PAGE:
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We're planning a 9 to 10 hour dive. We can't go that long without eating.

What kind of 'food' could replace at least 2 meals of the day so we can 'survive' a long dive like that?

We'll figure out if something can be eaten while scuba diving. But maybe someone has already done something like that or has another 'extreme' sport where normal food isn't applicable anymore.

I'm thinking astronaut food but where do you get that?

I'm looking for something that looks like tube of toothpaste or similar.

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I might check an outdoors or sporting goods store to see what they have for food. Any astronaut food I've seen in stores or online seem to be more of a novelty thing (granted I didn't search too deeply) so I don't know how available actual astronaut food is to the public. You could try dehydrating your own food as an option. –  Matt Chan Apr 19 '12 at 15:07
    
Yeah and the online astronaut food a saw are not really suitable for underwater. ( It needs to be fluid so we don't have to chew on it, and we can push it out of a 'container' in our mouths without touching the water ) –  scubaFLY Apr 20 '12 at 7:16
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Something like Energy gels or Performance gels perhaps? –  Markus Wall Apr 20 '12 at 8:32
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Am I missing something or is this question a joke? According to PADI scuba charts, a dive to 35 feet has a maximum allowable bottom time of 205 minutes, which is a bit over 3 hours. In reality you would not want to get so close to the limit and you would probably not go to just 35 feet. Unless there is something I don't know about, a 10 hour dive would kill you from nitrogren narcosis/poisoning. worlddivingreview.com/scuba-diving-and-nitrogen-narcosis –  yarian Nov 12 '12 at 4:04
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I know about eating gels, eating bananas, even mars bars, but since not many divers do this I was wondering if there was a better solution. Note that even today PADI instructors teach students to ascent at a max speed of 18meters/min while this originates from military standards where this was the speed where military divers could ascent with all their gear and not based on decompression limits. decompression limits ( non deco dives ) are actually and have been 10m/min for more than 10 years. So I really don't trust PADI standards especially in 'non PADI' ( recreational ) dives –  FLY Nov 12 '12 at 16:07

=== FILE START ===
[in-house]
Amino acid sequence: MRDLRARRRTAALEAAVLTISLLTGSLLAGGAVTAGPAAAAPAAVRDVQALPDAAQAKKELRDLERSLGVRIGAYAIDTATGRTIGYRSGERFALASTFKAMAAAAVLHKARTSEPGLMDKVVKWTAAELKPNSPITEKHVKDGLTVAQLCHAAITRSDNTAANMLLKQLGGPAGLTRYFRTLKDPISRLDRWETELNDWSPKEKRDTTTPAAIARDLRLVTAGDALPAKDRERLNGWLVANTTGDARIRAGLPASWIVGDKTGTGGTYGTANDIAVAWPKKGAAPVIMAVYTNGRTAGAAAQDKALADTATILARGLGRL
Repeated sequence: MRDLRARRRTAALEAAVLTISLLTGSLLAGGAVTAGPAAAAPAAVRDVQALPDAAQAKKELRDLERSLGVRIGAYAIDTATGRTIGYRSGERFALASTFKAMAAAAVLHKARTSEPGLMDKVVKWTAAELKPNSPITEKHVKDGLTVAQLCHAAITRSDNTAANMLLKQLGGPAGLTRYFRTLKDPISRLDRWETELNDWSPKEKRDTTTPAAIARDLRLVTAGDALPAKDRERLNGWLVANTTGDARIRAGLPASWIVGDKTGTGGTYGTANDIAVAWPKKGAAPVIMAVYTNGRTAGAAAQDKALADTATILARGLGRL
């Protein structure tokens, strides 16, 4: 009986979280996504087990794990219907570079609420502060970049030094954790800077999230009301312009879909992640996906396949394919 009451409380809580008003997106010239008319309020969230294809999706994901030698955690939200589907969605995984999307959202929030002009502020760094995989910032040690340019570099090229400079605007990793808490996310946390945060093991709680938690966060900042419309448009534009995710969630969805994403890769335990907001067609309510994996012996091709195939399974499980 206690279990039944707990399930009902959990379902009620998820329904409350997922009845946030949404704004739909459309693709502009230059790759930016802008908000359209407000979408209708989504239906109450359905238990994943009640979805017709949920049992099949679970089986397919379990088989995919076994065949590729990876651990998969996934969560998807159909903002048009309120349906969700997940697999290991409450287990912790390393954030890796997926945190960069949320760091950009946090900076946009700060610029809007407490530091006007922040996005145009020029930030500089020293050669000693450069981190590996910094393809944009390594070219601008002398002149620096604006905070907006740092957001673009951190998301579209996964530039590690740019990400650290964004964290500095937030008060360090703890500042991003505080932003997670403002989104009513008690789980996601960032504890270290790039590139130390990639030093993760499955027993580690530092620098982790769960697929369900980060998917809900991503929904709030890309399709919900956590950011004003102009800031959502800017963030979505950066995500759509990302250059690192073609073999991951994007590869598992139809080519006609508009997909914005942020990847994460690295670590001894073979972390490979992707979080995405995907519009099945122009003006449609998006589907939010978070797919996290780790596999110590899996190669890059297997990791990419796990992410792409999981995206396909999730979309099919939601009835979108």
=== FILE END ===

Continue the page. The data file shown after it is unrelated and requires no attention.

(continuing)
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migrated from fitness.stackexchange.com Apr 26 '12 at 12:45

This question came from our site for physical fitness professionals, athletes, trainers, and those providing health-related needs.

1 Answer

up vote 9 down vote accepted

When I climbed Mount Everest in 2010 I went from 9 pm, when we started for the summit, until 5 pm the next day, without eating. I had only 1 liter of gatorade to drink in that time too. Obviously I didn't die, and it required a lot of energy, let me assure you. So you can 'survive' your dive, and I guess challenge your thought about 'we can't go that long without eating'. If you can drink during your dive then you can take in calories through sports drinks or gels. I imagine training for a long dive like that by progressively doing longer and longer dives without food but only with sports drinks might make it easier too. Hope that helps!

Update: just to add, I did not eat much before the ascent, as at altitude it gets hard to eat. Your body will not like it but it will survive. Getting past the mental barrier might be a bigger challenge.

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I know I will 'survive' but for safety we want to keep a focused mind. But as you climbed the Mount Everest, you probably needed a focused mind as well. Training dives are gonna be made and we will test this. Thanks for your answer. edit: drinking during dives is possible so we will stick to sport drinks and gels. –  scubaFLY Apr 23 '12 at 7:37
    
I suggest making your own gels, if you weren't already thinking that. It's nice to be able to tailor the taste, consistency, and nutrition to your needs. –  Greg.Ley Apr 26 '12 at 19:08
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